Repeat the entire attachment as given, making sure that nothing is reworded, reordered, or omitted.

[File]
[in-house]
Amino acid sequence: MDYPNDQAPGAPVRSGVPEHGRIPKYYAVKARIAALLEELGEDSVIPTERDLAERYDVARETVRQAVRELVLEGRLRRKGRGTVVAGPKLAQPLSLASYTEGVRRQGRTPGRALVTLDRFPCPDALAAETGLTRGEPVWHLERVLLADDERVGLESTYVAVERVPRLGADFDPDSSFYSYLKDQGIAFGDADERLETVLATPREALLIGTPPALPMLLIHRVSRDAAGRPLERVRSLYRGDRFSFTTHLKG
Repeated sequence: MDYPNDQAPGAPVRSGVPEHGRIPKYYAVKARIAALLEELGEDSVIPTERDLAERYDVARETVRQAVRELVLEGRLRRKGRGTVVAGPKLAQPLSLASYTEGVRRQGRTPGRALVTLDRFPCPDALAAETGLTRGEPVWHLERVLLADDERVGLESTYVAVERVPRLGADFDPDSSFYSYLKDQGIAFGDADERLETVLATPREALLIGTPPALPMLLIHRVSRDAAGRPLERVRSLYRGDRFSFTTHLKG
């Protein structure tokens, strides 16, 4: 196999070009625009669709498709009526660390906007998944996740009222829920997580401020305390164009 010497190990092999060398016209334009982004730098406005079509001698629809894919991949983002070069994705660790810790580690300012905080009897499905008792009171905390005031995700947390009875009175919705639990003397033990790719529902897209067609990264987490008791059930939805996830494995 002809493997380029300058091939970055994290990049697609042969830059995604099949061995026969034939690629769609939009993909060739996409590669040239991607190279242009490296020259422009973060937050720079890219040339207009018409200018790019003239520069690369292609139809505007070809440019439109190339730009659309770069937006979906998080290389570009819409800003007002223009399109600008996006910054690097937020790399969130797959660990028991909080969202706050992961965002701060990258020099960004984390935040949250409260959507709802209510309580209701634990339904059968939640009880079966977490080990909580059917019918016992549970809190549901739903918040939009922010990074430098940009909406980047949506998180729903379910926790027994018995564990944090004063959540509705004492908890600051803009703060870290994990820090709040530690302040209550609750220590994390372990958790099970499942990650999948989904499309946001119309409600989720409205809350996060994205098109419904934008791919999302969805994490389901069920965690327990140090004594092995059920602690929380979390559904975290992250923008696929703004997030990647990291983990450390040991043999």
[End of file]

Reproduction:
[in-house]
Amino acid sequence: MDYPNDQAPGAPVRSGVPEHGRIPKYYAVKARIAALLEELGEDSVIPTERDLAERYDVARETVRQAVRELVLEGRLRRKGRGTVVAGPKLAQPLSLASYTEGVRRQGRTPGRALVTLDRFPCPDALAAETGLTRGEPVWHLERVLLADDERVGLESTYVAVERVPRLGADFDPDSSFYSYLKDQGIAFGDADERLETVLATPREALLIGTPPALPMLLIHRVSRDAAGRPLERVRSLYRGDRFSFTTHLKG
Repeated sequence: MDYPNDQAPGAPVRSGVPEHGRIPKYYAVKARIAALLEELGEDSVIPTERDLAERYDVARETVRQAVRELVLEGRLRRKGRGTVVAGPKLAQPLSLASYTEGVRRQGRTPGRALVTLDRFPCPDALAAETGLTRGEPVWHLERVLLADDERVGLESTYVAVERVPRLGADFDPDSSFYSYLKDQGIAFGDADERLETVLATPREALLIGTPPALPMLLIHRVSRDAAGRPLERVRSLYRGDRFSFTTHLKG
């Protein structure tokens, strides 16, 4: 196999070009625009669709498709009526660390906007998944996740009222829920997580401020305390164009 010497190990092999060398016209334009982004730098406005079509001698629809894919991949983002070069994705660790810790580690300012905080009897499905008792009171905390005031995700947390009875009175919705639990003397033990790719529902897209067609990264987490008791059930939805996830494995 002809493997380029300058091939970055994290990049697609042969830059995604099949061995026969034939690629769609939009993909060739996409590669040239991607190279242009490296020259422009973060937050720079890219040339207009018409200018790019003239520069690369292609139809505007070809440019439109190339730009659309770069937006979906998080290389570009819409800003007002223009399109600008996006910054690097937020790399969130797959660990028991909080969202706050992961965002701060990258020099960004984390935040949250409260959507709802209510309580209701634990339904059968939640009880079966977490080990909580059917019918016992549970809190549901739903918040939009922010990074430098940009909406980047949506998180729903379910926790027994018995564990944090004063959540509705004492908890600051803009703060870290994990820090709040530690302040209550609750220590994390372990958790099970499942990650999948989904499309946001119309409600989720409205809350996060994205098109419904934008791919999302969805994490389901069920965690327990140090004594092995059920602690929380979390559904975290992250923008696929703004997030990647990291983990450390040991043999």